As we relaxed in the multi-adjustable driver’s seat (electric lumbar support included), we could have carried on much further than our destination near Stratford-upon-Avon, happily motoring until the diesel ran out (almost 500 miles later at the 29.6mpg we recorded).
Like the California Ocean, the Grand California takes probably the most popular layout in its class and gives it a more automotive, less ‘converted’ feel. The way the doors and walls are trimmed and the cab and living area merge tells you that this is a VW product through and through – the investment in trim mouldings alone shows that VW is serious about selling this campervan in volume.
Like the Crafter it is based upon, the Grand Cali is built in Poland, but the 600 gets a unique extra-high roof to accommodate its extra berths.
It also gets alloy wheels as standard (not fitted to the test model) and some neat detailing, such as the step that pops out when you open the sliding door (or which can be programmed to stay out on site) and the flush-fitting cassette loo servicing hatch that’s linked to the central locking.
As with the T6 Cali, the fact that the sliding door is on the offside shouldn’t hamper sales. Perhaps more importantly, the entrance comes with a two-part flyscreen and you step into a smart and spacious environment with 2.16m headroom and pale grey and white décor with contrasting yacht-style flooring. There’s also an outside serving shelf on the back of the kitchen, which can cater for al fresco TV viewing with 12V, 230V, aerial and USB sockets
The half-dinette lounge/rear fixed bed floorplan might be utterly predictable but where else would you find twin Isofix fittings on the rear seat or a neat recess in the wall alongside for your smartphone (complete with USB ports again, of course, but also an inductive charging pad)?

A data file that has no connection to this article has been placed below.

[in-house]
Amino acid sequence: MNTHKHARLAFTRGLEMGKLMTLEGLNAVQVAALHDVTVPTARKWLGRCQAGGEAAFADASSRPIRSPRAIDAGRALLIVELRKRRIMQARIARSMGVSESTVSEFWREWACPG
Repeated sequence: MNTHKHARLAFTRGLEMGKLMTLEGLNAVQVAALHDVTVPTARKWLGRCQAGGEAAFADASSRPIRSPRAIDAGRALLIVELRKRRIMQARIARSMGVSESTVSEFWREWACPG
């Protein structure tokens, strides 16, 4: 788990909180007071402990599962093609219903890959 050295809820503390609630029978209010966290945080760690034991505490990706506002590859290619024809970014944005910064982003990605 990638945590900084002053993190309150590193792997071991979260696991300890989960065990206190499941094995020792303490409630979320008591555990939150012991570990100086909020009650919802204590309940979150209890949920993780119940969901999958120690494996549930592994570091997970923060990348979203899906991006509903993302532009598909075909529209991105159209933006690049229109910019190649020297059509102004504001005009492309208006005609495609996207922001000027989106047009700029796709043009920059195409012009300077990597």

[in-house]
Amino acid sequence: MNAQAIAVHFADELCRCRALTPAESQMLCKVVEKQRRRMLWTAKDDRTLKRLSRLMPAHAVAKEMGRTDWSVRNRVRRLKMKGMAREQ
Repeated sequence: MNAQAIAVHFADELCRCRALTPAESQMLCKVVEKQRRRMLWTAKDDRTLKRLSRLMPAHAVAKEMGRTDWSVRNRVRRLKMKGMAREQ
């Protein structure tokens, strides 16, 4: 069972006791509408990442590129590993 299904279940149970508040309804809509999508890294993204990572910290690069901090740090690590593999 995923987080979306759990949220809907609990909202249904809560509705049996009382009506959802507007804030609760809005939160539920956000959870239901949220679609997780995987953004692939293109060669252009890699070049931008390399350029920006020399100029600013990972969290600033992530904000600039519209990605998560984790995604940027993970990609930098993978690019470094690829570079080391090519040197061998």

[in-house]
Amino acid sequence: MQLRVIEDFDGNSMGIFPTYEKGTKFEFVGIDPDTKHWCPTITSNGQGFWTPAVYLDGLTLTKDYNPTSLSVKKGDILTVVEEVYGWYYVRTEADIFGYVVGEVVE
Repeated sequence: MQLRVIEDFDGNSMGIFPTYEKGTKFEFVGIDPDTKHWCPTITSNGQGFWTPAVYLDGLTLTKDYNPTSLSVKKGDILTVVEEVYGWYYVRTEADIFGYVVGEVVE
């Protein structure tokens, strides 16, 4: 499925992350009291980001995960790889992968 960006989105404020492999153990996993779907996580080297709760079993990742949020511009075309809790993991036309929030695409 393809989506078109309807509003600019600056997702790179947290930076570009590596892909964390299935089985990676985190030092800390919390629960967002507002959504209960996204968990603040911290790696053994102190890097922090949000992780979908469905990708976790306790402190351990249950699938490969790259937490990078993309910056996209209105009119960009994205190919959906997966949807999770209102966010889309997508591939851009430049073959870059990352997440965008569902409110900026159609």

Even the dining table is typically Teutonic – solid, sturdy and large enough for all four diners to reach – but, while we applaud the fact that it stows away safely for travel, we can’t help thinking that there’s a better home for it than under the mattress at the rear nearside, where it’s most easily reached from outside.
Interior lighting is generally excellent, with ambient illumination in the roof and touch-to-operate, dimmable strip lights almost everywhere – except in the cab, which really needs the addition of its own on-site reading lamps.
One thing that we’ve always loved about the original California is the provision of an outdoor table and chairs as standard and it’s an idea that’s repeated here, using the same table and two chairs stored in recesses on the barn doors.
Naturally, those doors also access the large under-bed boot that you’d expect in this type of layout – 1.30m by 0.70m and 0.80m tall. Also here, on the offside, are the gas locker and inboard fresh water tank, while cupboards are fitted on the nearside but will be awkward to access with the central area full of gear.
In typical fashion, the centre section of the bed base is hinged to allow full-height storage, while removable panels at the forward end allow long loads to be carried.
All this is normal for this style of campervan and there’s an external shower fitting here as standard, as well as a neat home for the awning’s winding handle. What’s far more unusual is the look and feel of the bedroom above. For a start, the Crafter is narrower inside than a Boxer/Ducato, so there are external bulges where you might expect bedroom windows. Outside, they’re barely noticeable but inside they allow a surprisingly roomy bed with a generous 1.93m length.